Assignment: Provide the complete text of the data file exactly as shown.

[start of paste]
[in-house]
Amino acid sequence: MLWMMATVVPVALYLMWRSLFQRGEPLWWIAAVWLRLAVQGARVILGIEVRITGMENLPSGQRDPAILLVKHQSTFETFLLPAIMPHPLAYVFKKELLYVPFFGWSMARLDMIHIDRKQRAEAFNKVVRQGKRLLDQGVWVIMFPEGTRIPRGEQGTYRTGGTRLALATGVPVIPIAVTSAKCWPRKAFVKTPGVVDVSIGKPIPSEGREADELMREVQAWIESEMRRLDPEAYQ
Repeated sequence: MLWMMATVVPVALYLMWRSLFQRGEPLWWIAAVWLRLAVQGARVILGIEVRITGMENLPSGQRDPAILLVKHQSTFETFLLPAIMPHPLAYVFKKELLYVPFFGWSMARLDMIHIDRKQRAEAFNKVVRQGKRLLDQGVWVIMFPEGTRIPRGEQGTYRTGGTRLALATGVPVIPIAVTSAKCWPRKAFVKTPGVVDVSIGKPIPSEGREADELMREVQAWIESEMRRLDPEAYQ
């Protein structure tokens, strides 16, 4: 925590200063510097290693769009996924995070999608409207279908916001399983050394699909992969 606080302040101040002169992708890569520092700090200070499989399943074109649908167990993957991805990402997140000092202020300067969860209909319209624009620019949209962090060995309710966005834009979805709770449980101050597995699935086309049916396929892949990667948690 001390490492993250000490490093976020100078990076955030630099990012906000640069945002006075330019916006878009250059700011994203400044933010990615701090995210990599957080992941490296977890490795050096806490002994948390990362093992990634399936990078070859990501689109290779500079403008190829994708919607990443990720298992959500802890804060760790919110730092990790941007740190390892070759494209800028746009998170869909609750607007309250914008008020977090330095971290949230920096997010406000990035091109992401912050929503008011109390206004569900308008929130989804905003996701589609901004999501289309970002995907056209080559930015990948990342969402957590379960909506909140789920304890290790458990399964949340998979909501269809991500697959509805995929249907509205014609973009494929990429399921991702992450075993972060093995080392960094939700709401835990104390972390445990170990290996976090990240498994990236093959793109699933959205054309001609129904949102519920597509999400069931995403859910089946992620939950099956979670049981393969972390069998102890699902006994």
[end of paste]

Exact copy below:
[in-house]
Amino acid sequence: MLWMMATVVPVALYLMWRSLFQRGEPLWWIAAVWLRLAVQGARVILGIEVRITGMENLPSGQRDPAILLVKHQSTFETFLLPAIMPHPLAYVFKKELLYVPFFGWSMARLDMIHIDRKQRAEAFNKVVRQGKRLLDQGVWVIMFPEGTRIPRGEQGTYRTGGTRLALATGVPVIPIAVTSAKCWPRKAFVKTPGVVDVSIGKPIPSEGREADELMREVQAWIESEMRRLDPEAYQ
Repeated sequence: MLWMMATVVPVALYLMWRSLFQRGEPLWWIAAVWLRLAVQGARVILGIEVRITGMENLPSGQRDPAILLVKHQSTFETFLLPAIMPHPLAYVFKKELLYVPFFGWSMARLDMIHIDRKQRAEAFNKVVRQGKRLLDQGVWVIMFPEGTRIPRGEQGTYRTGGTRLALATGVPVIPIAVTSAKCWPRKAFVKTPGVVDVSIGKPIPSEGREADELMREVQAWIESEMRRLDPEAYQ
């Protein structure tokens, strides 16, 4: 925590200063510097290693769009996924995070999608409207279908916001399983050394699909992969 606080302040101040002169992708890569520092700090200070499989399943074109649908167990993957991805990402997140000092202020300067969860209909319209624009620019949209962090060995309710966005834009979805709770449980101050597995699935086309049916396929892949990667948690 001390490492993250000490490093976020100078990076955030630099990012906000640069945002006075330019916006878009250059700011994203400044933010990615701090995210990599957080992941490296977890490795050096806490002994948390990362093992990634399936990078070859990501689109290779500079403008190829994708919607990443990720298992959500802890804060760790919110730092990790941007740190390892070759494209800028746009998170869909609750607007309250914008008020977090330095971290949230920096997010406000990035091109992401912050929503008011109390206004569900308008929130989804905003996701589609901004999501289309970002995907056209080559930015990948990342969402957590379960909506909140789920304890290790458990399964949340998979909501269809991500697959509805995929249907509205014609973009494929990429399921991702992450075993972060093995080392960094939700709401835990104390972390445990170990290996976090990240498994990236093959793109699933959205054309001609129904949102519920597509999400069931995403859910089946992620939950099956979670049981393969972390069998102890699902006994």